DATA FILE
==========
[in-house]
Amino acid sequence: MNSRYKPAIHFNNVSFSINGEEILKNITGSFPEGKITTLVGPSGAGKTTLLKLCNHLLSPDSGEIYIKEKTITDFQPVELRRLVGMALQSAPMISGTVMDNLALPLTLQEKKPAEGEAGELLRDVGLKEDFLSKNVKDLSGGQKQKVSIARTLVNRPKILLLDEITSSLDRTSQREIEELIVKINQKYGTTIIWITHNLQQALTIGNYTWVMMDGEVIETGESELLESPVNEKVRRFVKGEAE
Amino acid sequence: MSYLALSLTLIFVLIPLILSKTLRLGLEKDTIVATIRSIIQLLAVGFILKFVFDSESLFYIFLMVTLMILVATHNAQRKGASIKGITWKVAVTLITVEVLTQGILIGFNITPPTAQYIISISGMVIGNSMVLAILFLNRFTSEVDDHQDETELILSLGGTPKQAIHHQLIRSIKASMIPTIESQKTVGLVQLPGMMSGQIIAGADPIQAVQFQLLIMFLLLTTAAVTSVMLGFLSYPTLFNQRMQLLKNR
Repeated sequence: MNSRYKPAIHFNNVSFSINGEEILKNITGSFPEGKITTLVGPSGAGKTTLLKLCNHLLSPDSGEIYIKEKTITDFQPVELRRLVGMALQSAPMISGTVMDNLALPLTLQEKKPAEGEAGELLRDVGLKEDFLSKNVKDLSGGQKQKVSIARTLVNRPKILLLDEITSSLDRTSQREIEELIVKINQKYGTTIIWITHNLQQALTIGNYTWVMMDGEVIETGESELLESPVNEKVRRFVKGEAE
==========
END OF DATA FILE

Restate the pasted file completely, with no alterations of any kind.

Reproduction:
[in-house]
Amino acid sequence: MNSRYKPAIHFNNVSFSINGEEILKNITGSFPEGKITTLVGPSGAGKTTLLKLCNHLLSPDSGEIYIKEKTITDFQPVELRRLVGMALQSAPMISGTVMDNLALPLTLQEKKPAEGEAGELLRDVGLKEDFLSKNVKDLSGGQKQKVSIARTLVNRPKILLLDEITSSLDRTSQREIEELIVKINQKYGTTIIWITHNLQQALTIGNYTWVMMDGEVIETGESELLESPVNEKVRRFVKGEAE
Amino acid sequence: MSYLALSLTLIFVLIPLILSKTLRLGLEKDTIVATIRSIIQLLAVGFILKFVFDSESLFYIFLMVTLMILVATHNAQRKGASIKGITWKVAVTLITVEVLTQGILIGFNITPPTAQYIISISGMVIGNSMVLAILFLNRFTSEVDDHQDETELILSLGGTPKQAIHHQLIRSIKASMIPTIESQKTVGLVQLPGMMSGQIIAGADPIQAVQFQLLIMFLLLTTAAVTSVMLGFLSYPTLFNQRMQLLKNR
Repeated sequence: MNSRYKPAIHFNNVSFSINGEEILKNITGSFPEGKITTLVGPSGAGKTTLLKLCNHLLSPDSGEIYIKEKTITDFQPVELRRLVGMALQSAPMISGTVMDNLALPLTLQEKKPAEGEAGELLRDVGLKEDFLSKNVKDLSGGQKQKVSIARTLVNRPKILLLDEITSSLDRTSQREIEELIVKINQKYGTTIIWITHNLQQALTIGNYTWVMMDGEVIETGESELLESPVNEKVRRFVKGEAE